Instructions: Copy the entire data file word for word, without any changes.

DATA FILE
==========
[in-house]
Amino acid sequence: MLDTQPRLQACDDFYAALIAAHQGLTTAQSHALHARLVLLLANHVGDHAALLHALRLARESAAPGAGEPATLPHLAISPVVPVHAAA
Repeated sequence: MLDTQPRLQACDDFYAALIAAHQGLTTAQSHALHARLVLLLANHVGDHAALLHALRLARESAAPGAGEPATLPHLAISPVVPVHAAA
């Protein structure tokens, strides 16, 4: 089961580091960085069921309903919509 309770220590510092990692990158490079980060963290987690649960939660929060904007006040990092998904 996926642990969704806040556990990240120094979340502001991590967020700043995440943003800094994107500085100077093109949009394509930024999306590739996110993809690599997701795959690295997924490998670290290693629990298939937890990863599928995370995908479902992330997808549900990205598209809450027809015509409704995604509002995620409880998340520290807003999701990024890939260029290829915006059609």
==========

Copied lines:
[in-house]
Amino acid sequence: MLDTQPRLQACDDFYAALIAAHQGLTTAQSHALHARLVLLLANHVGDHAALLHALRLARESAAPGAGEPATLPHLAISPVVPVHAAA
Repeated sequence: MLDTQPRLQACDDFYAALIAAHQGLTTAQSHALHARLVLLLANHVGDHAALLHALRLARESAAPGAGEPATLPHLAISPVVPVHAAA
């Protein structure tokens, strides 16, 4: 089961580091960085069921309903919509 309770220590510092990692990158490079980060963290987690649960939660929060904007006040990092998904 996926642990969704806040556990990240120094979340502001991590967020700043995440943003800094994107500085100077093109949009394509930024999306590739996110993809690599997701795959690295997924490998670290290693629990298939937890990863599928995370995908479902992330997808549900990205598209809450027809015509409704995604509002995620409880998340520290807003999701990024890939260029290829915006059609």